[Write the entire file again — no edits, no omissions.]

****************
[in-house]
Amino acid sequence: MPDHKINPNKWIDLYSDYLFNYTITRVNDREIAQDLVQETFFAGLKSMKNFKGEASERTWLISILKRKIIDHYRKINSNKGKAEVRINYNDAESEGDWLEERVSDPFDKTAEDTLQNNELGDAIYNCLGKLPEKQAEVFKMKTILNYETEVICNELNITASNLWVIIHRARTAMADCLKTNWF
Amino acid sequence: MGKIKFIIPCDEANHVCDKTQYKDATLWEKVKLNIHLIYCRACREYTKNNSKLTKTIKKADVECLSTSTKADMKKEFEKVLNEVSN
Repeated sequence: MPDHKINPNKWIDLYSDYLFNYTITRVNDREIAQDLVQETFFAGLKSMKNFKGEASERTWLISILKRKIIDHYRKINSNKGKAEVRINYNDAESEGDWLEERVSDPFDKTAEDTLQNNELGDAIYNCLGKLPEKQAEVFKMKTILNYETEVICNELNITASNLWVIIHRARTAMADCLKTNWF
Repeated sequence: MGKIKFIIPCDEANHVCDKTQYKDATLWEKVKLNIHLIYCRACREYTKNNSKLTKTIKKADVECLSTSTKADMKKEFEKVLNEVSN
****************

[in-house]
Amino acid sequence: MPDHKINPNKWIDLYSDYLFNYTITRVNDREIAQDLVQETFFAGLKSMKNFKGEASERTWLISILKRKIIDHYRKINSNKGKAEVRINYNDAESEGDWLEERVSDPFDKTAEDTLQNNELGDAIYNCLGKLPEKQAEVFKMKTILNYETEVICNELNITASNLWVIIHRARTAMADCLKTNWF
Amino acid sequence: MGKIKFIIPCDEANHVCDKTQYKDATLWEKVKLNIHLIYCRACREYTKNNSKLTKTIKKADVECLSTSTKADMKKEFEKVLNEVSN
Repeated sequence: MPDHKINPNKWIDLYSDYLFNYTITRVNDREIAQDLVQETFFAGLKSMKNFKGEASERTWLISILKRKIIDHYRKINSNKGKAEVRINYNDAESEGDWLEERVSDPFDKTAEDTLQNNELGDAIYNCLGKLPEKQAEVFKMKTILNYETEVICNELNITASNLWVIIHRARTAMADCLKTNWF
Repeated sequence: MGKIKFIIPCDEANHVCDKTQYKDATLWEKVKLNIHLIYCRACREYTKNNSKLTKTIKKADVECLSTSTKADMKKEFEKVLNEVSN